35% tax on foreign credit card purchases and 50% tariff on any foreign purchase over $25. The real kick in the nards? Los Argentinos get to stand in line at a customs office for the privilege of paying these taxes. Curious to see how this plays out. Local businesses may benefit but black market will likely grow to fill void of foreign products.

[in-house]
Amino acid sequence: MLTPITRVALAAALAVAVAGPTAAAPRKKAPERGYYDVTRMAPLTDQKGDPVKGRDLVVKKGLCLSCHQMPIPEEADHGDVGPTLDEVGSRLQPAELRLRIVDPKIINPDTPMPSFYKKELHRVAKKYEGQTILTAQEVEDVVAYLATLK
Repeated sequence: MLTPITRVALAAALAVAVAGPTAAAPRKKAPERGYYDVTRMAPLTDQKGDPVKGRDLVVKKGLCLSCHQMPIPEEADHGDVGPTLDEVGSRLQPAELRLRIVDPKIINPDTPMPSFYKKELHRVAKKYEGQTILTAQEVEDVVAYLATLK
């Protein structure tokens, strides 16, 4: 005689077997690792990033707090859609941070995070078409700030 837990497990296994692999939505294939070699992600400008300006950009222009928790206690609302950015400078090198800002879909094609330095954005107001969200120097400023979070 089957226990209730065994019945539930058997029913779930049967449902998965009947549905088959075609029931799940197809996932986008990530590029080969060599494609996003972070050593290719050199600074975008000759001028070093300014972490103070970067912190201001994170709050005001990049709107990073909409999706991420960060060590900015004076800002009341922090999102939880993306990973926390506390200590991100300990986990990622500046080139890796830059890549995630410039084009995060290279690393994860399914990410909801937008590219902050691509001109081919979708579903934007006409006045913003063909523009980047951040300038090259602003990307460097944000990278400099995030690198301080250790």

“Another Casualty of Venezuela’s Revolution: Work Ethic | Transitions“ is a somewhat bizarre stream of consciousness piece by Juan Nagel for Foreign Policy Magazine. The argument is that Chavismo put a ceiling on the benefits that could be reaped from a strong work ethic by stifling competition through a series of government interventions into the economy. Nothing new. Really. Nothing at all. Except perhaps for the mental gymnastics and metaphorical pilates necessary to frame the Miss Venezuela pageant as the country’s last bastion of free market competition and merit based rewards. Interesting to note that Nagel is not calling his compatriots lazy – just saying they lack incentive or legitimate outlets for competition. Nagel suggests that the lack of opportunity in Venezuela has actually had the effect of re-channeling any residual work ethic into criminal, corrupt, or grossly manipulative exploitation of the various black market opportunities that have emerged as a result of Venezuela’s socialist policies. There’s plenty of free-market enterprise, it’s just that most of it is criminal. There are certainly far more coherent critiques of Chavismo but leveraging the uncanny dominance of Venezuelans on the world beauty pageant circuit was a nice gimmick to boost web traffic (almost as shameless as me reblogging the link …with photo). While I generally agree that Chavismo is a highly unstable house of cards built more on empty rhetoric than effective policy, I find the most worthwhile part of Nagel’s blog post to be the revelation that the Miss Venezuela pageant is sponsored by none other than Diet Bimbo …er, “Bimbo Diet”.